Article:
Successful SaaS companies swear by the KISS principle (keep it simple, stupid). Short, memorable domain names are much better than long ones, which are off-putting and usually misspelled.
Major SaaS companies, such as Slack, Snapchat, and Zoom, have rightly mastered the art of choosing domain names that are straight to the point. Avoid lengthy words, hyphens, numbers, and complex acronyms. Ideally, your domain name should be between 6-10 characters long.
While americanbroadcastingcompany.com effectively conveys the idea of the website, it is too long. On the other hand, abc.com is short and simple. Touchpoint.com is also short, punchy, and contains ten characters.
Identify and research three to five of your most important competitors. Analyze their websites with tools like Ahrefs or SemRush to evaluate their organic visibility and brand strength.
Answering these questions should give you some ideas for domain names and a better understanding of your potential share of voice within the space.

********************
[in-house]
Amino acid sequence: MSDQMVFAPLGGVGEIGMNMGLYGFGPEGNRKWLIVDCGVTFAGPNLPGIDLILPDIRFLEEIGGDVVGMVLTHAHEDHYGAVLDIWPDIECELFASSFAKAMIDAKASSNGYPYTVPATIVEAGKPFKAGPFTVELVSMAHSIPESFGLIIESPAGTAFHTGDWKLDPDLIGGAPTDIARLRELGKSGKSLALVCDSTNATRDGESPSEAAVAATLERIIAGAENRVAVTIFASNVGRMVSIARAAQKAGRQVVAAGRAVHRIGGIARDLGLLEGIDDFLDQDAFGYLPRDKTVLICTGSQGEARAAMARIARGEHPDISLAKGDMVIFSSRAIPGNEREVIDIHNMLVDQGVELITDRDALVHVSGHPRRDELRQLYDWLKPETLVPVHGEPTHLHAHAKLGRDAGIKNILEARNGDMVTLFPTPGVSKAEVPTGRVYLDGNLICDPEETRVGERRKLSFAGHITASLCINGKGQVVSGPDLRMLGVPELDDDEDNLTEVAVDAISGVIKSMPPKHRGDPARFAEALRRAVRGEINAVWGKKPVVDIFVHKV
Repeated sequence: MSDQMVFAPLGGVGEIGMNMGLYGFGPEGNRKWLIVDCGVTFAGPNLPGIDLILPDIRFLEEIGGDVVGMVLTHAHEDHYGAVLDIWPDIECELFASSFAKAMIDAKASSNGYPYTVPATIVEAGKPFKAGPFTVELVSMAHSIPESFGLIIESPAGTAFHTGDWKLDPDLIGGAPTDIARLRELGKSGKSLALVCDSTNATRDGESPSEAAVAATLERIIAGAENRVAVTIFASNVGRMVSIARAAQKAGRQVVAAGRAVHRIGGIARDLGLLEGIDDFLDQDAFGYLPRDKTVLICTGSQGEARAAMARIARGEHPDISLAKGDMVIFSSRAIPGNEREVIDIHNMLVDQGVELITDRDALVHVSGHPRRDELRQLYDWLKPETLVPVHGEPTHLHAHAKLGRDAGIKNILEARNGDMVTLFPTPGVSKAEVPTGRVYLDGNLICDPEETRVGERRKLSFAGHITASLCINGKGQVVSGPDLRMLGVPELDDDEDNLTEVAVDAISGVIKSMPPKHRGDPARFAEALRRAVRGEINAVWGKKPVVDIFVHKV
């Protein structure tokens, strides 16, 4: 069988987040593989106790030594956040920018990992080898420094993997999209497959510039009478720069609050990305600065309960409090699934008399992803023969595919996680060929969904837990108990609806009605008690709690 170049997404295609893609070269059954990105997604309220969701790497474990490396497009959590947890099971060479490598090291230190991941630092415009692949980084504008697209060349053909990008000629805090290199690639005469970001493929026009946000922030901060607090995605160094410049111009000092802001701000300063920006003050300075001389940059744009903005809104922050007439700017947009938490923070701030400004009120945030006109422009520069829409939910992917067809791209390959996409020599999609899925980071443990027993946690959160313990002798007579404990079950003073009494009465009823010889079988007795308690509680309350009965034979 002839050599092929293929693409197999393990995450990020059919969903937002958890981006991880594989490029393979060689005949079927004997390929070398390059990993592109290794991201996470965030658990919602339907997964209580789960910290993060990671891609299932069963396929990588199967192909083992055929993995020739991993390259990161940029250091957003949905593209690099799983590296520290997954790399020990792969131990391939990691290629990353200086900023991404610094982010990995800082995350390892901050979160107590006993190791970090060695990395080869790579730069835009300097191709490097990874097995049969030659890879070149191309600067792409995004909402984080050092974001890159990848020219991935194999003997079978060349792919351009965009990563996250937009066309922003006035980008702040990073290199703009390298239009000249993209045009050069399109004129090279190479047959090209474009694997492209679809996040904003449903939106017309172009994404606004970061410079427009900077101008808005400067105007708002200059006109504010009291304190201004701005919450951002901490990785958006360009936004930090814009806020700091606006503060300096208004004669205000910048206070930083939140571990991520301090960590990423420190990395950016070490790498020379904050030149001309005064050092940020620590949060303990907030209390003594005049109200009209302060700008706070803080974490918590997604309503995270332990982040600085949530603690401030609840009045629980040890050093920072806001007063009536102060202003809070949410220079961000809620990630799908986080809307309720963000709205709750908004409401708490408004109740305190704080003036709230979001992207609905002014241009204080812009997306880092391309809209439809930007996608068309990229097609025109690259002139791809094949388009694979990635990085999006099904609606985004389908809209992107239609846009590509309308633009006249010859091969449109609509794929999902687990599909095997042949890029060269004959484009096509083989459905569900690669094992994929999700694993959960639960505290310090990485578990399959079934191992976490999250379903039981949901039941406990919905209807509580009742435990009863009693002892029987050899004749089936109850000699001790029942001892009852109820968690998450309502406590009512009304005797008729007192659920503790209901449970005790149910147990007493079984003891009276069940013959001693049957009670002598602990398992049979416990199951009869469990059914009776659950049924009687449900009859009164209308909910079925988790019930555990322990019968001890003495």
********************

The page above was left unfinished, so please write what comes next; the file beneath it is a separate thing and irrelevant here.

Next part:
Generic names can be used to describe many different things at the same time. As a result, you should have a unique domain name to help your audience find you and not confuse you with another company.
Avoid simple domain names that could result in an endless number of results on a search page.
Top-level domains are standard domain name extensions that appear after the name of your website. Some popular TLDs include .com, .net, and .org.
There are no hard and fast rules for choosing a TLD. In general, businesses with a global presence prefer a .com TLD.
If you are planning to target geo-specific audiences, you might want to opt for ccTLDs (country code top-level domains) like .uk, .us, etc.
TLDs such as .io, .tech, and .app are also popular for SaaS companies. Lastly, more and more companies are coming up with ingenious implementations of TLDs to add more meaning to their brand names.
Here are a few examples:
To prevent competitors from acquiring the TLDs for your SaaS brand, we strongly recommend buying all important TLDs and redirecting them to your main domain. Web and hosting service providers generally offer bundled deals for multiple TLDs:
Pro tip: If you want to avoid checking domain registrars on your Mac, you can run quick “whois” checkups directly from your Terminal using the “whois domainname.tld” command. For Windows, we recommend the command prompt for quick whois searches.
When choosing your domain name, you want to avoid accidentally infringing on a trademarked name. Ideally, you should think about filing a trademark application for your domain and brand name.
Before you purchase a domain name, perform a search of all applied-for and registered trademarks through the TESS (Trademark Electronic Search System).